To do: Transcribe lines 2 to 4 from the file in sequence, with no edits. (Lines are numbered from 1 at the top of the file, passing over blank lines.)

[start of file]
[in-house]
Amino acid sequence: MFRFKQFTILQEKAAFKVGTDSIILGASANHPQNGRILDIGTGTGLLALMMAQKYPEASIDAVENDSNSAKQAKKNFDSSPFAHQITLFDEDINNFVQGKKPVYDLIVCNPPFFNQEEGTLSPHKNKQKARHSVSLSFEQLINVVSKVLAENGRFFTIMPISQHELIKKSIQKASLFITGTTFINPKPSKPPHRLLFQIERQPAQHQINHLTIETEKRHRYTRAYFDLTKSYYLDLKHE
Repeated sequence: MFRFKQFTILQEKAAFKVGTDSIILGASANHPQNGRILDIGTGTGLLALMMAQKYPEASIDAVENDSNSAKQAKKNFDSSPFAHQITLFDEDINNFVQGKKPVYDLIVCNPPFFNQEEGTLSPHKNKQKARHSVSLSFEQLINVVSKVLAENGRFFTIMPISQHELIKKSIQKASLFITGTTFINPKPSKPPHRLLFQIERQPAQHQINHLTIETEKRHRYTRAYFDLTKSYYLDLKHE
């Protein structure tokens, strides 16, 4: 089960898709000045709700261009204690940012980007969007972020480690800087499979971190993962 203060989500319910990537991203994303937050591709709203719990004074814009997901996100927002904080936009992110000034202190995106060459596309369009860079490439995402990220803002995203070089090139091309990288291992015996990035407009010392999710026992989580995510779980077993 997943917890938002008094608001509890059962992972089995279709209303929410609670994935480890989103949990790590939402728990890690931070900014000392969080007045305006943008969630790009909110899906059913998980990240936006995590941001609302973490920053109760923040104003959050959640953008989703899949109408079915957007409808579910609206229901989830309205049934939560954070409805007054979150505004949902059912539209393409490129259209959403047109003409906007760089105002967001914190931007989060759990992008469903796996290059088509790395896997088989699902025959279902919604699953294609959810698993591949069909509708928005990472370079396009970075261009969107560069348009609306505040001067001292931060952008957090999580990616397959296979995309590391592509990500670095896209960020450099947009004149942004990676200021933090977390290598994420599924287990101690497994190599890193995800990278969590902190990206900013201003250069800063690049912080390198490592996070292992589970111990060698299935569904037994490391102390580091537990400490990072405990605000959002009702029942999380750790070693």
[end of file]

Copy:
Amino acid sequence: MFRFKQFTILQEKAAFKVGTDSIILGASANHPQNGRILDIGTGTGLLALMMAQKYPEASIDAVENDSNSAKQAKKNFDSSPFAHQITLFDEDINNFVQGKKPVYDLIVCNPPFFNQEEGTLSPHKNKQKARHSVSLSFEQLINVVSKVLAENGRFFTIMPISQHELIKKSIQKASLFITGTTFINPKPSKPPHRLLFQIERQPAQHQINHLTIETEKRHRYTRAYFDLTKSYYLDLKHE
Repeated sequence: MFRFKQFTILQEKAAFKVGTDSIILGASANHPQNGRILDIGTGTGLLALMMAQKYPEASIDAVENDSNSAKQAKKNFDSSPFAHQITLFDEDINNFVQGKKPVYDLIVCNPPFFNQEEGTLSPHKNKQKARHSVSLSFEQLINVVSKVLAENGRFFTIMPISQHELIKKSIQKASLFITGTTFINPKPSKPPHRLLFQIERQPAQHQINHLTIETEKRHRYTRAYFDLTKSYYLDLKHE
């Protein structure tokens, strides 16, 4: 089960898709000045709700261009204690940012980007969007972020480690800087499979971190993962 203060989500319910990537991203994303937050591709709203719990004074814009997901996100927002904080936009992110000034202190995106060459596309369009860079490439995402990220803002995203070089090139091309990288291992015996990035407009010392999710026992989580995510779980077993 997943917890938002008094608001509890059962992972089995279709209303929410609670994935480890989103949990790590939402728990890690931070900014000392969080007045305006943008969630790009909110899906059913998980990240936006995590941001609302973490920053109760923040104003959050959640953008989703899949109408079915957007409808579910609206229901989830309205049934939560954070409805007054979150505004949902059912539209393409490129259209959403047109003409906007760089105002967001914190931007989060759990992008469903796996290059088509790395896997088989699902025959279902919604699953294609959810698993591949069909509708928005990472370079396009970075261009969107560069348009609306505040001067001292931060952008957090999580990616397959296979995309590391592509990500670095896209960020450099947009004149942004990676200021933090977390290598994420599924287990101690497994190599890193995800990278969590902190990206900013201003250069800063690049912080390198490592996070292992589970111990060698299935569904037994490391102390580091537990400490990072405990605000959002009702029942999380750790070693």